In The Wee Hours This Morning Trump Announced ONE THING McCain Didn’t Want Him To… (Watch Video)

Trump is not taking it easy on John McCain. After the latest Republican health care bill slipped through the cracks. President Trump has dropped this bombshell on John McCain, who refused to vote on the bill.

“A few of the many clips of John McCain talking about Repealing & Replacing O’Care,” Trump said in the tweet below. “My oh my has he changed-complete turn from years of talk!”

McCain and three other Senators opposed the bill this Monday night and the bill is expecting to die quickly because of it. Republicans are messing up. They can’t fix anything. They can only pass the bill with two GOP votes – without any Democrat support.

Sen. Susan Collins (R-Maine) has also announced this morning that he will be voting against the bill.

Trump is very upset that McCain is sinking everything he does in order to get back at him. It’s a sad state of affairs.

Sen. John McCain announced Friday in a statement that he cannot “in good conscience” vote for the GOP’s latest plan to overhaul Obamacare, likely ending Republicans’ latest effort to repeal and replace the Affordable Care Act.

“I cannot in good conscience vote for the Graham-Cassidy proposal,” the Arizona Republican said in a statement. “I believe we could do better working together, Republicans and Democrats, and have not yet really tried. Nor could I support it without knowing how much it will cost, how it will (affect) insurance premiums, and how many people will be helped or hurt by it. Without a full CBO score, which won’t be available by the end of the month, we won’t have reliable answers to any of those questions.”

McCain’s “no” vote means it is likely Republicans won’t be able to repeal and replace Obamacare before September 30, as Sen. Rand Paul of Kentucky said he would not back Graham-Cassidy and Sen. Susan Collins of Maine has said she is leaning “no” on the proposal. But there are still questions as to where Alaska Sen. Lisa Murkowski is at the moment. It’s also unclear if senators on the fence would support a procedural motion on the bill even if they decide they are against Graham-Cassidy in the end.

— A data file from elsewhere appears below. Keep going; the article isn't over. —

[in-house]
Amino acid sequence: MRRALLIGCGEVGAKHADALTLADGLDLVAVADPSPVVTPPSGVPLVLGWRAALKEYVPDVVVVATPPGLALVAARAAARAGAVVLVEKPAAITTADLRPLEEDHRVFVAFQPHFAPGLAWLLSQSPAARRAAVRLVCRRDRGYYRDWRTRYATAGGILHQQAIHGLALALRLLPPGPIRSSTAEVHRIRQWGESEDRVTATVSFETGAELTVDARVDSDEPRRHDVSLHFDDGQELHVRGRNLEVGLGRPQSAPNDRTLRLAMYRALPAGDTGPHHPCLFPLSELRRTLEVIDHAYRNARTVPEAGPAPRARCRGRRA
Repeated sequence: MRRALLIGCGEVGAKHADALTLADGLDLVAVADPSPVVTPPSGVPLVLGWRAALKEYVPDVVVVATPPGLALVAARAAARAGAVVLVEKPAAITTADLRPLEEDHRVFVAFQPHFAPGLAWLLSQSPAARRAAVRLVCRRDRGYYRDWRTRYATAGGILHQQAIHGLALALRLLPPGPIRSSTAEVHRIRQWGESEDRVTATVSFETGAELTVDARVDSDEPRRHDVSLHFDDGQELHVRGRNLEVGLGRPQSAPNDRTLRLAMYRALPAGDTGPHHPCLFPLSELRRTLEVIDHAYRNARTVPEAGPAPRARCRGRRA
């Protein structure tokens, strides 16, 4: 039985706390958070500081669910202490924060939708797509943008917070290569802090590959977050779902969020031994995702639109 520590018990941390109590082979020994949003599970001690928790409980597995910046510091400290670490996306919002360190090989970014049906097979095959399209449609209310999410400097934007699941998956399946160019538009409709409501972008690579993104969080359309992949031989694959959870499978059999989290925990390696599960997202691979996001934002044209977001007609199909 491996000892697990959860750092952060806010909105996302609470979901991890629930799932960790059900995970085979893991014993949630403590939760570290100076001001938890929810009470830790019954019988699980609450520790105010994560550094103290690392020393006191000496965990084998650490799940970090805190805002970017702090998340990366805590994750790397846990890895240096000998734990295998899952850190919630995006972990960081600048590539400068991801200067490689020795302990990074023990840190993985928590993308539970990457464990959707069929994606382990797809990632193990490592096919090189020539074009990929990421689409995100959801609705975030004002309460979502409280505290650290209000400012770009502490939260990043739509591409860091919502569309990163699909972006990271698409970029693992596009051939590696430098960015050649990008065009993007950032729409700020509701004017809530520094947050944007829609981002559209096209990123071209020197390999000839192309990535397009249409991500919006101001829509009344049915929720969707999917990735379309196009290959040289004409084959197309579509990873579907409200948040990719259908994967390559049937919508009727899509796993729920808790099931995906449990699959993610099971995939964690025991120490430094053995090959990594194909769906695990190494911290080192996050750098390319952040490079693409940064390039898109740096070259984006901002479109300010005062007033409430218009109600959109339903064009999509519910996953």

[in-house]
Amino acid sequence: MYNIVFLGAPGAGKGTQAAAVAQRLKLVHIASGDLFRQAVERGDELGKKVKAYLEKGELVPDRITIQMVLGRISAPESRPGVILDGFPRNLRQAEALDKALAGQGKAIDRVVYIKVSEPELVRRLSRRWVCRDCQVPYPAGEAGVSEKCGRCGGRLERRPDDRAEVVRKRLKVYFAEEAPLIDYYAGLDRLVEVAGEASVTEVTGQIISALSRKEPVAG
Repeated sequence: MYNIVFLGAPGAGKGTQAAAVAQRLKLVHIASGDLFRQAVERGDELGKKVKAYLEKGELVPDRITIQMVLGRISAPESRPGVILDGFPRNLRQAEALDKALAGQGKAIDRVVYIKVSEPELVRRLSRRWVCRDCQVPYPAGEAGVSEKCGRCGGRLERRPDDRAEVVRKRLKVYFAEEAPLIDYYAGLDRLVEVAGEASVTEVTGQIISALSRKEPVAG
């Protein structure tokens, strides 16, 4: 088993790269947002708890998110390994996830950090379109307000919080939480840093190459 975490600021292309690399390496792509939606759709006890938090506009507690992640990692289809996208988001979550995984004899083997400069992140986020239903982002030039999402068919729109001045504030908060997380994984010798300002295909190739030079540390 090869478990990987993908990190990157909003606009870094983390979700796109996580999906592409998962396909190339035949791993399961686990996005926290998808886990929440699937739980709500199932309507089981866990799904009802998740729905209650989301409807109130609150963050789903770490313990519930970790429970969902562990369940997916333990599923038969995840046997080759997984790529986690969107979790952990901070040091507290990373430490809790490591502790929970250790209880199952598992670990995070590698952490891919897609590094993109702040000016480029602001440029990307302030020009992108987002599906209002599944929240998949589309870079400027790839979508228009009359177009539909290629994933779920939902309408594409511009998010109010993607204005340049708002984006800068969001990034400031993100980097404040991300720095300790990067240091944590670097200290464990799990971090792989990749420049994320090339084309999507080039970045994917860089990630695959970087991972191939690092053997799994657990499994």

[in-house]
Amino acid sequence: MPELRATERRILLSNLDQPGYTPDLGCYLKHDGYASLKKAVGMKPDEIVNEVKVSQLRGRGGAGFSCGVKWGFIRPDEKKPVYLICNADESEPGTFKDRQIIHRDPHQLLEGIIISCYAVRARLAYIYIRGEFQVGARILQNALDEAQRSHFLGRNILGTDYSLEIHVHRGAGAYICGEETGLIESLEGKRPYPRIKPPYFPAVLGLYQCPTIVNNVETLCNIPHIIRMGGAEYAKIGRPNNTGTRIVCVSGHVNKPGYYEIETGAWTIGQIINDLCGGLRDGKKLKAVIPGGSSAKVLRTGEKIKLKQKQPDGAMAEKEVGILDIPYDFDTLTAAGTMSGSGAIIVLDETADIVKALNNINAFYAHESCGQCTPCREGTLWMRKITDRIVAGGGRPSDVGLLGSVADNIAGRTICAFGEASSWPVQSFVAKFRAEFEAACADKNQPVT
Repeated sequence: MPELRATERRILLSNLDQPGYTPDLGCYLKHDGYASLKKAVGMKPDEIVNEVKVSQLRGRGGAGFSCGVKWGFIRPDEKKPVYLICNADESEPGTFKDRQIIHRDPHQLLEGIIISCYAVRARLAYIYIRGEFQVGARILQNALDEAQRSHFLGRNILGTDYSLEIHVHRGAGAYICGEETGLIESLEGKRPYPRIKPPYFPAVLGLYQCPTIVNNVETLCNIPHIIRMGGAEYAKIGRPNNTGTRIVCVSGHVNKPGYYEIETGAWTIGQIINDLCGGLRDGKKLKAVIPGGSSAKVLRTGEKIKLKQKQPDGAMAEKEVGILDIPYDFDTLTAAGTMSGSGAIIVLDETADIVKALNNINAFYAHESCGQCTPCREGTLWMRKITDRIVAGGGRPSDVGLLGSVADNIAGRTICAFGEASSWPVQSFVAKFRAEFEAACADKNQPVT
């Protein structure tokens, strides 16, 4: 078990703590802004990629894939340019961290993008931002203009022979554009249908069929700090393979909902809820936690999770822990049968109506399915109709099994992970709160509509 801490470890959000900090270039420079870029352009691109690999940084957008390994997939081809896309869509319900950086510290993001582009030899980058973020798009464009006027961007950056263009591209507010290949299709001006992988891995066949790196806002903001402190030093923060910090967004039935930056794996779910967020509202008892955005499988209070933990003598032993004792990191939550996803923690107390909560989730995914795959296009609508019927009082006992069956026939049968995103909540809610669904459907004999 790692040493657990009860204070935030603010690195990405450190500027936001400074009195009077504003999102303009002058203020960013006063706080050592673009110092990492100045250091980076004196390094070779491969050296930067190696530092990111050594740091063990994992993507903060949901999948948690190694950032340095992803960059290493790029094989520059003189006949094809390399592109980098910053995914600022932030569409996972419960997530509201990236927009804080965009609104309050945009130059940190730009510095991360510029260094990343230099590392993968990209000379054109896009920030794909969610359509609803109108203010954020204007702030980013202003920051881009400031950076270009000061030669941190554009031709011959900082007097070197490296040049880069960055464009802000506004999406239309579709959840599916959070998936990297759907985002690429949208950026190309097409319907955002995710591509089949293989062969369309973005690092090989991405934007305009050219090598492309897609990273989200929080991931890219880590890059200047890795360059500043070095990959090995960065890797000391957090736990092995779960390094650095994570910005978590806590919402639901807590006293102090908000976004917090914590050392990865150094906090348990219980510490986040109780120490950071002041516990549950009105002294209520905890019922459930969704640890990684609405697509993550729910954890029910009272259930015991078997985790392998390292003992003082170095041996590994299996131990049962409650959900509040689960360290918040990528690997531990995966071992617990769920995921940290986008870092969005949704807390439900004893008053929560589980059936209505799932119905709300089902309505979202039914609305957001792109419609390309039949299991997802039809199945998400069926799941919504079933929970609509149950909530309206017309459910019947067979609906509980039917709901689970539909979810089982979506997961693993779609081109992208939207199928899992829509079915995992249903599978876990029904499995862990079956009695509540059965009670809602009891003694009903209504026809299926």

McCain was one of three most-watched members on the fence and considered a key vote on the bill. Without his support, Republicans would need to get Murkowski as well as Collins to sign on. It’s unlikely considering the fact that Collins said Friday afternoon that she was leaning against the bill and had key concerns that the legislation did not do enough to protect individuals with pre-existing conditions.

“I’m leaning against the bill,” Collins said Friday at a Portland, Maine, event, according to The Portland Press Herald.
A Republican aide involved in the process said Friday afternoon that GOP leaders are at the “evaluating options” stage right now.
The aide added, “I’m not breaking news telling you this isn’t good.”

Paul, the only other Republican other than McCain who has so far definitively come out against Graham-Cassidy, is “unlikely” to change his mind even if changes are made to the bill, his spokesman Sergio Gor..

McCain’s announcement comes despite that one of the bill’s key sponsors — Sen. Lindsey Graham of South Carolina  is a close confidant. The thinking was if anyone could convince McCain to vote “yes,” it would be Graham.
“I take no pleasure in announcing my opposition. Far from it,” McCain said. “The bill’s authors are my dear friends, and I think the world of them. I know they are acting consistently with their beliefs and sense of what is best for the country. So am I.”
McCain has said for weeks that he would not support health care legislation that had not gone through “regular order,” meaning Senate hearings, an amendment process and a rigorous floor debate.
Graham said he “respectfully” disagrees with McCain and will “press on” with his legislation.
“My friendship with John McCain is not based on how he votes but respect for how he’s lived his life and the person he is,” Graham said in a statement and on Twitter, adding later, “I feel an obligation to fix this disaster and intend to push forward for state-centric health care versus Washington-knows-best health care.”


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